Monthly Archives: September 2014

Travel – People and Places

This gallery contains 6 photos.

Embracing ‘both people and places’ is something else I’m trying to achieve with my travel photo book. It is important to recognise at the outset that the way the photographs were taken (largely on holidays) and the aspiration to bring … Continue reading

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Travels – Difference and Identity

This gallery contains 7 photos.

In the outline of what I’m trying to achieve with my travel photo book I said it will ‘celebrate difference and individuality’. At one level this is quite straight forward, compare the Pyramids at Ghiza with Notre Dame in Paris, … Continue reading

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Travels – Syria

In the previous four postings I have looked at different types of connections made through photography in the course of my travels. They are selective and personal, reflecting both subjects that interest me and visual images that I find rewarding. … Continue reading

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Travels – Lille & Paris

Another real connection is a direct one in which the same motif is repeated, as in these two clock faces. In this case there is also an allegorical link – how these redundant clocks reflect the passing of time. Photo: … Continue reading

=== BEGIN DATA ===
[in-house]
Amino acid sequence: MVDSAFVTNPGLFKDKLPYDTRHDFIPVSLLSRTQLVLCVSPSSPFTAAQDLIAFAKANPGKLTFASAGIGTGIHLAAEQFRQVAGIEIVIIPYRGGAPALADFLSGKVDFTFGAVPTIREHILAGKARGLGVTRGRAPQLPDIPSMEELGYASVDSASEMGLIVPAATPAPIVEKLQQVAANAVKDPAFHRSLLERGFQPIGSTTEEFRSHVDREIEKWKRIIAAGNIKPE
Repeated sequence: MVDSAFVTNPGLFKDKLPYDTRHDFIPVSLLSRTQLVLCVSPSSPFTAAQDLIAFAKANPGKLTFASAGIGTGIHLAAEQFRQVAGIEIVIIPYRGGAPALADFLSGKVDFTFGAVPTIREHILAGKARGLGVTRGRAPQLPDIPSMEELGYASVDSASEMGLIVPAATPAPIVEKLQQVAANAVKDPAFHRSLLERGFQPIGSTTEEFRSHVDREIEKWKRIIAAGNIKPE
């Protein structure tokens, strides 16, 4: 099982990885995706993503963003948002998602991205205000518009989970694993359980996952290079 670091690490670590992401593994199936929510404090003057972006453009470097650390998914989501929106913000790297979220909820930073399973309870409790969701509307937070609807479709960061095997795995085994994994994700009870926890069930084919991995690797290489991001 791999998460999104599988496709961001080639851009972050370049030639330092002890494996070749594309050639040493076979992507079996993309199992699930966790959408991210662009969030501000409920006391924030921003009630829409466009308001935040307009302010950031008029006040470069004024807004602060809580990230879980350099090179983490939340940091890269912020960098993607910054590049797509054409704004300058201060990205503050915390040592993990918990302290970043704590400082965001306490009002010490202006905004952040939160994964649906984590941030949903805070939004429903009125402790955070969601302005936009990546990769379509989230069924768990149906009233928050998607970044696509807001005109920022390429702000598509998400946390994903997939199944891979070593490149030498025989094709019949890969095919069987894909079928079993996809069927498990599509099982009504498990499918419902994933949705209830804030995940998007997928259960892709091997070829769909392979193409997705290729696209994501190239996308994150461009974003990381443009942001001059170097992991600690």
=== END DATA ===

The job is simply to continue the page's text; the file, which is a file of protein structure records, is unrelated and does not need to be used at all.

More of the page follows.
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Travels: Zanzibar & USA

In the preceding post the connections between the images are obvious in terms of both the objects (body parts) and their function (giving information). In other cases the connections, however strong, may not be obvious without contextual information. There is … Continue reading

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Travels – Italy & New Zealand

There are any other connections that are real, but not necessarily as overt as a shared architectural heritage. These may be noticed and revealed by the photographer – they may or may not be expected. The use of body parts … Continue reading

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Travels – Italy & Syria

In my post on 27th August I said that the travel book I’m working on will, ‘celebrate, difference and individuality, yet also draw on connections’. These two pictures may be examples of this. The settings of the Roman columns are … Continue reading

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Hierarchy of Figures

I’ve been reading British Folk Art, the publication accompanying the eponymous exhibition at Tate Britain.  It set me thinking about a hierarchy of figures within which shop mannequins might fit.  The ranking could go something like: art sculpture – funary … Continue reading

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